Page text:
One of the great myths about cloud is that it is, without exception, cheaper. Not only is that not true, it’s especially untrue if you just replicate your on-premise licensing in the cloud. For many applications, the licensing rules not only change in the cloud, but change depending on which cloud host you use.

Microsoft SQL is a great example. Not only are the licensing metrics different in the cloud compared to on-premises, there are different rules in play depending on whether you host your cloud-based SQL in Azure or AWS or Google. It’s very easy to get it wrong and over-spend.

Make sure you’re on top of IaaS right-sizing

Undoubtedly, a proportion of cloud shock can be attributed to cloud sprawl, specifically cloud instances that are spun-up, used for a time and then left languishing. Unused but still causing a spend because they haven’t been deactivated or retired.

But there’s another, perhaps even larger overspend risk. All too often, cloud instances are over-powered. In other words, the computing power (CPU, memory, disk space) is disproportionate to what an application, database or workload really needs.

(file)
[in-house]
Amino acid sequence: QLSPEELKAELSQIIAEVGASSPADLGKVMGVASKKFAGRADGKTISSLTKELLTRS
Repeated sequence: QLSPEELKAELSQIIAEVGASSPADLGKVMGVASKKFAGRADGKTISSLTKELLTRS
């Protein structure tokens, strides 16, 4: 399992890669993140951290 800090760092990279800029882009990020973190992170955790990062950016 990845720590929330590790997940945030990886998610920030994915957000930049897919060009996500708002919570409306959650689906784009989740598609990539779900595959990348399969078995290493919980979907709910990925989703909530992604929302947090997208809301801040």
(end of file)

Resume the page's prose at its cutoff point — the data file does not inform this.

It’s important to understand where CPU, memory or disk utilization on cloud instances is low (you’ll have to decide how low is low). On rare occasions, you might have a legitimate reason to over-power an instance, but mostly it’s just money down the drain.

Head off cloud shock before it hits the CFO

If you’re lucky enough that your CFO hasn’t yet had their cloud shock moment, there’s a small window in which you could implement one or more of the strategies outlined above. And if it has, perhaps the need is even more pressing.

Regardless, cloud shock isn’t inevitable and isn’t something you can’t do anything about. With relatively simple steps, you can take positive actions to reduce your organization’s cloud spend.

Whether you’re looking to move the cloud in a cost-effective manner or ensure that what you have deployed isn’t creating over-spend, speak to a cloud licensing expert at Livingstone today.